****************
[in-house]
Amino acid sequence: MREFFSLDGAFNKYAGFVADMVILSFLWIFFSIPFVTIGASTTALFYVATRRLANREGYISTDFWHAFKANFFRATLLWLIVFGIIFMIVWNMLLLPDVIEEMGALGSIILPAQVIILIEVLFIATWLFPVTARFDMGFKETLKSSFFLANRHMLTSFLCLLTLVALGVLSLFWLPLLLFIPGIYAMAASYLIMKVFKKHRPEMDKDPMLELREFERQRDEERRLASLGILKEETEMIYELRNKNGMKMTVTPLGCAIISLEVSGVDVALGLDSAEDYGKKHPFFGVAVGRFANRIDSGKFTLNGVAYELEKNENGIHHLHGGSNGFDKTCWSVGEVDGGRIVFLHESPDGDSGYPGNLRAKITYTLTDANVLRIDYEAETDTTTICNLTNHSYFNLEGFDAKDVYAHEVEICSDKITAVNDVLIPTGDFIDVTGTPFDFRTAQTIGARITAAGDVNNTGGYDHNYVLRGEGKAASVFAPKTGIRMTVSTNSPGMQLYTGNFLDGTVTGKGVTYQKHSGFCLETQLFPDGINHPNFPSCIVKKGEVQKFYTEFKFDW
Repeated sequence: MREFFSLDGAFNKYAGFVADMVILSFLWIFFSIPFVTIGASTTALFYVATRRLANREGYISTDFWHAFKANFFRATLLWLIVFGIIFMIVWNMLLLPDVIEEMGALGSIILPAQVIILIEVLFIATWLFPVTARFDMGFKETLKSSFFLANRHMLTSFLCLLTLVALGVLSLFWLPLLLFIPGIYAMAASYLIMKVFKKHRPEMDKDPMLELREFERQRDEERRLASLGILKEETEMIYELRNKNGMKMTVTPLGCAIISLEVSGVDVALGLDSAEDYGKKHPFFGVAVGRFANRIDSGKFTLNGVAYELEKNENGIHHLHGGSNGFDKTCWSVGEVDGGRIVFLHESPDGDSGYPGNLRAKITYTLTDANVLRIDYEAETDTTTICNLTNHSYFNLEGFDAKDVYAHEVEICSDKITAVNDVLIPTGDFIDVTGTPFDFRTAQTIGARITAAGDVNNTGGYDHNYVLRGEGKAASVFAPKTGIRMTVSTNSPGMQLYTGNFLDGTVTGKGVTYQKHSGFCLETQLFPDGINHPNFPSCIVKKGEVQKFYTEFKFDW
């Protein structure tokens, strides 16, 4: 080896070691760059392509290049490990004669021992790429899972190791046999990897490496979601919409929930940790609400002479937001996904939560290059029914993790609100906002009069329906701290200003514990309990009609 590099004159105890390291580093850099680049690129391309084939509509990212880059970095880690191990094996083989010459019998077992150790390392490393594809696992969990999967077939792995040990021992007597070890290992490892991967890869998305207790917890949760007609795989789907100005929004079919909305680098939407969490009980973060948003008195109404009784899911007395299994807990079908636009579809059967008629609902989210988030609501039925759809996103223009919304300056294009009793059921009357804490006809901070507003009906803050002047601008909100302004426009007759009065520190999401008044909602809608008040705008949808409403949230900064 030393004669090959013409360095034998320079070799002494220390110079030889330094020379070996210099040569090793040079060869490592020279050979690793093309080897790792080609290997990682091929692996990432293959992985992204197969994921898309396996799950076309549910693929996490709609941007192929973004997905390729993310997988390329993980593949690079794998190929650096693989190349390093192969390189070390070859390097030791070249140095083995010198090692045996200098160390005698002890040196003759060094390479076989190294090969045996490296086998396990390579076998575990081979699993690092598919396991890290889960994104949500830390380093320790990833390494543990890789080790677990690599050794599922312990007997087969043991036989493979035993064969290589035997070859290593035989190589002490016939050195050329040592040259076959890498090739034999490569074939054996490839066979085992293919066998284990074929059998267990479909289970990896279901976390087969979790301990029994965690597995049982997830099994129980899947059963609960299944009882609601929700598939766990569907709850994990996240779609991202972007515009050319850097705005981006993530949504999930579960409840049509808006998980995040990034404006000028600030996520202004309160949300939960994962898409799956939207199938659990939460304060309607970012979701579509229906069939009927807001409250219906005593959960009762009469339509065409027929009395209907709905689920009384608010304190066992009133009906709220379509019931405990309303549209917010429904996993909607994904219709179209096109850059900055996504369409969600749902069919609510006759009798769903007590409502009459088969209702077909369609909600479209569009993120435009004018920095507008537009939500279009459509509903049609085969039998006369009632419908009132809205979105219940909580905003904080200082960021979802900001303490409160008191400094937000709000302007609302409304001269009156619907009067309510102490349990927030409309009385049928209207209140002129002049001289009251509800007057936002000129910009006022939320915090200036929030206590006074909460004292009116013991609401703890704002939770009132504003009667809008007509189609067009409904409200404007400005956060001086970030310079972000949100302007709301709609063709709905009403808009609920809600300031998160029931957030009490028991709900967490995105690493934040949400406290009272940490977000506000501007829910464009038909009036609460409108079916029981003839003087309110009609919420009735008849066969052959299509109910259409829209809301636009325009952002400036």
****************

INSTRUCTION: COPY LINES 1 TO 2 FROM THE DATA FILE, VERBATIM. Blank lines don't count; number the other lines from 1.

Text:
[in-house]
Amino acid sequence: MREFFSLDGAFNKYAGFVADMVILSFLWIFFSIPFVTIGASTTALFYVATRRLANREGYISTDFWHAFKANFFRATLLWLIVFGIIFMIVWNMLLLPDVIEEMGALGSIILPAQVIILIEVLFIATWLFPVTARFDMGFKETLKSSFFLANRHMLTSFLCLLTLVALGVLSLFWLPLLLFIPGIYAMAASYLIMKVFKKHRPEMDKDPMLELREFERQRDEERRLASLGILKEETEMIYELRNKNGMKMTVTPLGCAIISLEVSGVDVALGLDSAEDYGKKHPFFGVAVGRFANRIDSGKFTLNGVAYELEKNENGIHHLHGGSNGFDKTCWSVGEVDGGRIVFLHESPDGDSGYPGNLRAKITYTLTDANVLRIDYEAETDTTTICNLTNHSYFNLEGFDAKDVYAHEVEICSDKITAVNDVLIPTGDFIDVTGTPFDFRTAQTIGARITAAGDVNNTGGYDHNYVLRGEGKAASVFAPKTGIRMTVSTNSPGMQLYTGNFLDGTVTGKGVTYQKHSGFCLETQLFPDGINHPNFPSCIVKKGEVQKFYTEFKFDW